The land is vast and remote; and while seemingly rugged, is remarkably fragile. The ancient cultural traditions practiced today by Iñupiat Eskimos have survived in one of the world's harshest climates through their ability to adapt. They adapted to the discovery of oil in their traditional homeland by forming the North Slope Borough which offers residents a chance to help manage the lands, participate in the benefits of the oil boom while at the same time protect subsistence values, especially whaling. Learn more about the North Slope of Alaska.

Journals

Screen shot of video title Goodbye Barrow
Goodbye everyone, After a month in Barrow it is time for me to say goodbye and to thank the people who helped me on my expedition. Graduate student Mike Brady, and my researchers Dr. Anne Garland and Dr. Kathleen Fischer who taught me about historical ecology, risk management, coastal erosion. (Video with audio) The skies cleared as I boarded my flight to anchorage. (Video with audio) My red eye flight gave me an amazing view of the super moon as I headed toward Phoenix, Arizona where the weather was just what is hoping it would be: sunny and hot!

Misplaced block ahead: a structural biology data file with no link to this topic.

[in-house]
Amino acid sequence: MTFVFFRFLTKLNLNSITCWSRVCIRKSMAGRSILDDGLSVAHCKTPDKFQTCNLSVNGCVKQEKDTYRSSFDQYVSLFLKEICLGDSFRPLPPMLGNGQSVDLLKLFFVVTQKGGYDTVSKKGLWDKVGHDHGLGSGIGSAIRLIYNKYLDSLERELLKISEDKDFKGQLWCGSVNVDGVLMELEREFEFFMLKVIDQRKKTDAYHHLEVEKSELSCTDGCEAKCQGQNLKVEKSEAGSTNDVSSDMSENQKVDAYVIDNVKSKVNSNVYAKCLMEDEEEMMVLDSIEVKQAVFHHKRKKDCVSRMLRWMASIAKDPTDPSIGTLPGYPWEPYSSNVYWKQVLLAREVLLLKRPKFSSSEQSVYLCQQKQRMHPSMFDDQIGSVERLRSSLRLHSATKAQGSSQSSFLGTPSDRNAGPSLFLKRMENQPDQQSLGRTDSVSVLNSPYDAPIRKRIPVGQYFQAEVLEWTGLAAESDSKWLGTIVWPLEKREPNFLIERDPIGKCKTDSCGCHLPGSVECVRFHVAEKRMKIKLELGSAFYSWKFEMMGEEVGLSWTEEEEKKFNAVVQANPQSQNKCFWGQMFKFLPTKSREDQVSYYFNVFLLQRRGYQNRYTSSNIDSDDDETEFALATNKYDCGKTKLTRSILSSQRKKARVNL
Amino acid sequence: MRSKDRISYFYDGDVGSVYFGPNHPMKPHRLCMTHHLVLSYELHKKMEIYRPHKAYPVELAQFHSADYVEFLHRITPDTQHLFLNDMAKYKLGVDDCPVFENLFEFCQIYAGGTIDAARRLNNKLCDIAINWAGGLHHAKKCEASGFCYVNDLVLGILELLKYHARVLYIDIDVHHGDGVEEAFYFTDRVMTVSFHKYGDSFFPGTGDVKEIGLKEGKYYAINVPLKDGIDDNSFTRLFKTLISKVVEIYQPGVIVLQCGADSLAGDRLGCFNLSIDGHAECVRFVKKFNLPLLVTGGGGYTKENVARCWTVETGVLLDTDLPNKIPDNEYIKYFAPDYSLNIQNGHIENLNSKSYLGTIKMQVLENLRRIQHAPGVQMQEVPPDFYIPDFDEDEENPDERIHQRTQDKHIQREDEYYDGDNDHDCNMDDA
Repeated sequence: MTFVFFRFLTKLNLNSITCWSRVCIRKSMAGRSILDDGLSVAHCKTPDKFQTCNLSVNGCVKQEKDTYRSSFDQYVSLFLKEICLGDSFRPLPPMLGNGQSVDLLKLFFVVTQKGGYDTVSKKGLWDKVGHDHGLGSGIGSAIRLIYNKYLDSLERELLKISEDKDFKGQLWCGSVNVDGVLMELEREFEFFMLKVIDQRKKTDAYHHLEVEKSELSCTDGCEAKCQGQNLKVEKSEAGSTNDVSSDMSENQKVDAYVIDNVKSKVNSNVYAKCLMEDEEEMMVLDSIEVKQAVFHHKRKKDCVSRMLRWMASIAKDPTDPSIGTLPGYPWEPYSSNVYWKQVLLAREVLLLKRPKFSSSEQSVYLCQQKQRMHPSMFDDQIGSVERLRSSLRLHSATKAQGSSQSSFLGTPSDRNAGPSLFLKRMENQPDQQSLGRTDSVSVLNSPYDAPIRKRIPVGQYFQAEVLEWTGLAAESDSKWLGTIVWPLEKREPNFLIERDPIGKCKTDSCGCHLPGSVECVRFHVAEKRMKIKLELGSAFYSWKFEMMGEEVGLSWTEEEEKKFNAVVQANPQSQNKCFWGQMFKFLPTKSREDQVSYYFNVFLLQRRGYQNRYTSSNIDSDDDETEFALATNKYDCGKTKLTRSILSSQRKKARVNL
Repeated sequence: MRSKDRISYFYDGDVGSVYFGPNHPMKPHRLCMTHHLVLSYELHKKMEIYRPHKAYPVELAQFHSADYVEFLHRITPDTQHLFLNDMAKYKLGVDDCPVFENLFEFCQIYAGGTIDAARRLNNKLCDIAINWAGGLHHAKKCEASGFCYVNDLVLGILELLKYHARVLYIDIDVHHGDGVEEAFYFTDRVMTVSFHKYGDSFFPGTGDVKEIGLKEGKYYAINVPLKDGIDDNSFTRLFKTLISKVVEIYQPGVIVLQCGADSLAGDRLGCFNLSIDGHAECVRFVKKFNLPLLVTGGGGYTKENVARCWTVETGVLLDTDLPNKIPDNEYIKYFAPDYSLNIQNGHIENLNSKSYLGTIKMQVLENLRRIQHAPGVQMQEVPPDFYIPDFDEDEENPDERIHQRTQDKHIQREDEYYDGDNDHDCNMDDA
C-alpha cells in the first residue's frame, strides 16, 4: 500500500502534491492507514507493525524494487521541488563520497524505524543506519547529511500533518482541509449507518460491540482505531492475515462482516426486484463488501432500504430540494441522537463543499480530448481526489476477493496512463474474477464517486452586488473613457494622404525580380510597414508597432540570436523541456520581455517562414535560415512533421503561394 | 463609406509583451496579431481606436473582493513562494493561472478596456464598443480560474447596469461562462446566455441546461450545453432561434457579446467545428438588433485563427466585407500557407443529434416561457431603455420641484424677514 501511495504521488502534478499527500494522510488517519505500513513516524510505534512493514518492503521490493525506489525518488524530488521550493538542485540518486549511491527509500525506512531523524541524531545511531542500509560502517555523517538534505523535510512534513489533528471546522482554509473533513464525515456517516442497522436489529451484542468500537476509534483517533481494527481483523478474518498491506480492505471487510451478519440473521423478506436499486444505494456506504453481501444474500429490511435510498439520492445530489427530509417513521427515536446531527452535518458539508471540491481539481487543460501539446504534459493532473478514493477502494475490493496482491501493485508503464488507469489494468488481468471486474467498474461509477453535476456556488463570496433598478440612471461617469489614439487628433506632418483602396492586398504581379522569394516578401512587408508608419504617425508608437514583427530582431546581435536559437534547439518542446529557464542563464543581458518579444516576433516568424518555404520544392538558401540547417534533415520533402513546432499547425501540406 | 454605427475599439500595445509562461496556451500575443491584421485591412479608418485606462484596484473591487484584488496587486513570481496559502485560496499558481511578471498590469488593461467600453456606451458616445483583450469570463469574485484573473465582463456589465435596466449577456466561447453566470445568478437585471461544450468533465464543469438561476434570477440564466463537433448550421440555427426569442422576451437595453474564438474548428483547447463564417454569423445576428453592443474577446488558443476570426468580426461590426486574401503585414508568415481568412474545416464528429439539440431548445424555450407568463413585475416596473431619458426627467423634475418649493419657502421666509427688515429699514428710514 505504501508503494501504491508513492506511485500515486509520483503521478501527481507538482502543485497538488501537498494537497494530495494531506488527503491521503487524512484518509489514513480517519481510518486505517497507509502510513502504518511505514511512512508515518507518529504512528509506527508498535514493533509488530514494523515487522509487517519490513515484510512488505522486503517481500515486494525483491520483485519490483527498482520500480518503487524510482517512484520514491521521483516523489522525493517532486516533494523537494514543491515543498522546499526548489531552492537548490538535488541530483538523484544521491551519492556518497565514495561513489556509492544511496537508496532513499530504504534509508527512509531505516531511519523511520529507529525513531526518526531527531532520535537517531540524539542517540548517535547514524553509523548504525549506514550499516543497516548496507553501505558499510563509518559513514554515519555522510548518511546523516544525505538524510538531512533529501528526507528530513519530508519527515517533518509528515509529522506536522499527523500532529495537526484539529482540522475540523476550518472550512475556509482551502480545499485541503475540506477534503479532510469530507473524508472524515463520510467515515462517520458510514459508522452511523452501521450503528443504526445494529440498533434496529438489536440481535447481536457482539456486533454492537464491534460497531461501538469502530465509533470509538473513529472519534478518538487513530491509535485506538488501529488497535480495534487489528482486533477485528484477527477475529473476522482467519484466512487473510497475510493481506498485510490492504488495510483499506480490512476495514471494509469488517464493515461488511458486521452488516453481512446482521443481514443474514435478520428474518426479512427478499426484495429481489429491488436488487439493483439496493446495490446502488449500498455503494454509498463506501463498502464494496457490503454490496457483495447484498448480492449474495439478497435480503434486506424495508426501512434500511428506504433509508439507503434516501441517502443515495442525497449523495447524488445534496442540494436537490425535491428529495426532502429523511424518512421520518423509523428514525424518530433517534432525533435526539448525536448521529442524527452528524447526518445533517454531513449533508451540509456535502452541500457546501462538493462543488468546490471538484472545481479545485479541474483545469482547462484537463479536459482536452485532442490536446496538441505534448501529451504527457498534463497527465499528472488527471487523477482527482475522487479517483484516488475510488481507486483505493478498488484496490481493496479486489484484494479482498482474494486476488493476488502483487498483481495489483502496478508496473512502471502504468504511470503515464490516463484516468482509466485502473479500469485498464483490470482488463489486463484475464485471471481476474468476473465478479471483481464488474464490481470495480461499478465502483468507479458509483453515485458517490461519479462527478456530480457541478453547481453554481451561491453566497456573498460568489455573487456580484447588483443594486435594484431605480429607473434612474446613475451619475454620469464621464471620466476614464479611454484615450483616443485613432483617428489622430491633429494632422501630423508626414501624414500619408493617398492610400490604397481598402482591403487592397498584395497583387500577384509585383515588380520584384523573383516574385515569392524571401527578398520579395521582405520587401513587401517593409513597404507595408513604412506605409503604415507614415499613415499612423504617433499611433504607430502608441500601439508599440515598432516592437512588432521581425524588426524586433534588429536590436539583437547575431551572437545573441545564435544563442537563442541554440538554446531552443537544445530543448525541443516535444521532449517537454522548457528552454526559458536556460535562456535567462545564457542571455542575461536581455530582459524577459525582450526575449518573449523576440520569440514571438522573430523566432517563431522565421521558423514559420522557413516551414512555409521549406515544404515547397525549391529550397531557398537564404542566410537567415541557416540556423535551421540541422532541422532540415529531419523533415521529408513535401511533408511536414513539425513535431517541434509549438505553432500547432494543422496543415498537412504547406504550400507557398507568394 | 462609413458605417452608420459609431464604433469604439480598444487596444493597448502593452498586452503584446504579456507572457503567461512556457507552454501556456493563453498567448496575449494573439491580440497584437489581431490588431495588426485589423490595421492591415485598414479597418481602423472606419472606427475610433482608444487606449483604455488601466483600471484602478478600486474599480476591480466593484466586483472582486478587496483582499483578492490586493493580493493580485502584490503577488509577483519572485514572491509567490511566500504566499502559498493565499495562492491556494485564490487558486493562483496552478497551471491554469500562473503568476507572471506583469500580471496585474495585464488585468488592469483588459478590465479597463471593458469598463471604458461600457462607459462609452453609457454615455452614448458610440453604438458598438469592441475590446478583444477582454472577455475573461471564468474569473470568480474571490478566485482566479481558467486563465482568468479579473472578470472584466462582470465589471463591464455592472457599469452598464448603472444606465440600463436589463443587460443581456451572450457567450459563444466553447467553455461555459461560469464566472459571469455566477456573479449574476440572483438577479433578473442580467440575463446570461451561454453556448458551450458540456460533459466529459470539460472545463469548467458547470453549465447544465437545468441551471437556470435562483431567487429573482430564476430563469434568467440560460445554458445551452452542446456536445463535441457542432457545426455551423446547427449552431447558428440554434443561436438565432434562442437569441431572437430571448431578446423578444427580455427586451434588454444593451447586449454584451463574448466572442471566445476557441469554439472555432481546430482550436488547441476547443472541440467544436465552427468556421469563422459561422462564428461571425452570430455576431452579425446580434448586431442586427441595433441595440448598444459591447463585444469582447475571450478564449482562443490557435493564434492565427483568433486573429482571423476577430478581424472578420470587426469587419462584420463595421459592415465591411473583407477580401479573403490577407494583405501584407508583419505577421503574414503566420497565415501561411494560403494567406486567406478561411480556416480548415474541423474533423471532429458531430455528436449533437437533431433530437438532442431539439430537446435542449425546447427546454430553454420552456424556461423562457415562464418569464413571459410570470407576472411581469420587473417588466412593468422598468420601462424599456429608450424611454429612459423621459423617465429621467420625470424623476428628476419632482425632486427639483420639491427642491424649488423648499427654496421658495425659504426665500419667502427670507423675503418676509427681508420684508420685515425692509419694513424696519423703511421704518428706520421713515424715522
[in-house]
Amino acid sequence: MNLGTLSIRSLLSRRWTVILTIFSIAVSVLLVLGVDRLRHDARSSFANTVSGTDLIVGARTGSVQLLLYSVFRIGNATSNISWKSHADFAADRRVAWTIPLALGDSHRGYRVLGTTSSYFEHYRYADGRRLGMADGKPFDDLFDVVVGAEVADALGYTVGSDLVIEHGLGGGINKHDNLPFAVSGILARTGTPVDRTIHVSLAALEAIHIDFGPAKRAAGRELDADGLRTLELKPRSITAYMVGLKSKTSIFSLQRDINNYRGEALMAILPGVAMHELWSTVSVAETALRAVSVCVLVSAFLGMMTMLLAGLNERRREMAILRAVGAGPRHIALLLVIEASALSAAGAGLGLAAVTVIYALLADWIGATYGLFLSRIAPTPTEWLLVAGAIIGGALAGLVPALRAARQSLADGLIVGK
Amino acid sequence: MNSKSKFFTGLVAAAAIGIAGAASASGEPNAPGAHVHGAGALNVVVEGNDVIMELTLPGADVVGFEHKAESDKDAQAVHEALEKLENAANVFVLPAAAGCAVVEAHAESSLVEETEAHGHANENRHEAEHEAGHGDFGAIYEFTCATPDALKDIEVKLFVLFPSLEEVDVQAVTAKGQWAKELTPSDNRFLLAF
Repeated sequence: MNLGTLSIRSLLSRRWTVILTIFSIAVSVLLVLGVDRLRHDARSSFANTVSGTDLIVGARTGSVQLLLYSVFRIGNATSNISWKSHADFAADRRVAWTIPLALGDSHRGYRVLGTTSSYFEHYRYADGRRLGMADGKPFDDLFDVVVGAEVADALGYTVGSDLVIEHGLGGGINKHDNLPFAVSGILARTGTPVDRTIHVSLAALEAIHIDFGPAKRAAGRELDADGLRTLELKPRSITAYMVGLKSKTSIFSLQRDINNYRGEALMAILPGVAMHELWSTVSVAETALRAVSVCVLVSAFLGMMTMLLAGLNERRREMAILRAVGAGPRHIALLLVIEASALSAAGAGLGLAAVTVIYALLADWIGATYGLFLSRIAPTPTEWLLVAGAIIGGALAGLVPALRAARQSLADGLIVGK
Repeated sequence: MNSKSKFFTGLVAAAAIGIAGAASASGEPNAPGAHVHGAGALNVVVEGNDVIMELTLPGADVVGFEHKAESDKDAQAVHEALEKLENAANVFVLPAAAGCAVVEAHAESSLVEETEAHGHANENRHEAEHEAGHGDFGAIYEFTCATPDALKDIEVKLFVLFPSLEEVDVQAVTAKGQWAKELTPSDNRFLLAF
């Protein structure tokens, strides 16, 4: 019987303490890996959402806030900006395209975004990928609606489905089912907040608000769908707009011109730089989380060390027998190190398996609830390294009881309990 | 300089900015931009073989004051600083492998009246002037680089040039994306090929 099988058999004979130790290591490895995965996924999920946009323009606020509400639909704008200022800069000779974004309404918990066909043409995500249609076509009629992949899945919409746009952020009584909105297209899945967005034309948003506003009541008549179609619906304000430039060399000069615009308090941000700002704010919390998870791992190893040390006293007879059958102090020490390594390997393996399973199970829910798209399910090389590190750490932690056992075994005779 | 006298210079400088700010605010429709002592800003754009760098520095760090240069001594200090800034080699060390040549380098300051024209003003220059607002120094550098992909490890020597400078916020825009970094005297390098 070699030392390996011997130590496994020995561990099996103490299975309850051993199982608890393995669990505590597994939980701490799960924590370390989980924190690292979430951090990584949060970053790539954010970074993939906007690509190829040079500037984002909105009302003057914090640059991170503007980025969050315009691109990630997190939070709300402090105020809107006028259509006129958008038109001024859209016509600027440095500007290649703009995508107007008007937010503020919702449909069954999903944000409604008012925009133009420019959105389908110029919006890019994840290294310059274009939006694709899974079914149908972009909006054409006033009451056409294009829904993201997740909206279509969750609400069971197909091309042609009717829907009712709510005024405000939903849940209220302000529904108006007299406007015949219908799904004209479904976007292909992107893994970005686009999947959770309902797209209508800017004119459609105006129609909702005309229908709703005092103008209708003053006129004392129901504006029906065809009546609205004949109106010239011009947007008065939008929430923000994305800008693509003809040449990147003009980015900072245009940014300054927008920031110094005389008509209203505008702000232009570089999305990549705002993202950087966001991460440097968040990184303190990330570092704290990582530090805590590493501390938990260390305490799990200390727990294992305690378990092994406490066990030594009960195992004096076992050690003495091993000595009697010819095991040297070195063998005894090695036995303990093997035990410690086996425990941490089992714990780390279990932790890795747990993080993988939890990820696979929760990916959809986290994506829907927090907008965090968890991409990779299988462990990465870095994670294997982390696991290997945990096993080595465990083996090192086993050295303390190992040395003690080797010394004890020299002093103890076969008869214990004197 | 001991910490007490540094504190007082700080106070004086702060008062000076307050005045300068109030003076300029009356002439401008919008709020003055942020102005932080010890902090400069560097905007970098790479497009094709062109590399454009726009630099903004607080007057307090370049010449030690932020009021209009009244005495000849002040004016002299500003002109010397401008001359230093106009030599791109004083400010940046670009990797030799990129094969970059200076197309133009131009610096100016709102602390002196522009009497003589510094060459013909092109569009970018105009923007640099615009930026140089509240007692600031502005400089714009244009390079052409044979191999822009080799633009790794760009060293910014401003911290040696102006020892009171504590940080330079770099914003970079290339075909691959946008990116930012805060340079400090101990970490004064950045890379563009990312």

Screen shot of video title Arctic Climate Monitoring
Hello Everyone, Did you know that NOAA has an Earth System Research Laboratory (ESRL), part of the Global Monitoring Division, just outside of Barrow, Alaska? The Global Monitoring Division conducts observations and research related to the ozone layer, air quality, and climate change. Barrow is just one of many observatories scattered around the world in places like the South Pole, Samoa, and Hawaii. We got a behind the scenes tour from technician Ross Burgener. (Video with audio) The observatories measure things in the air such as carbon dioxide, carbon monoxide, methane, nitrous oxide...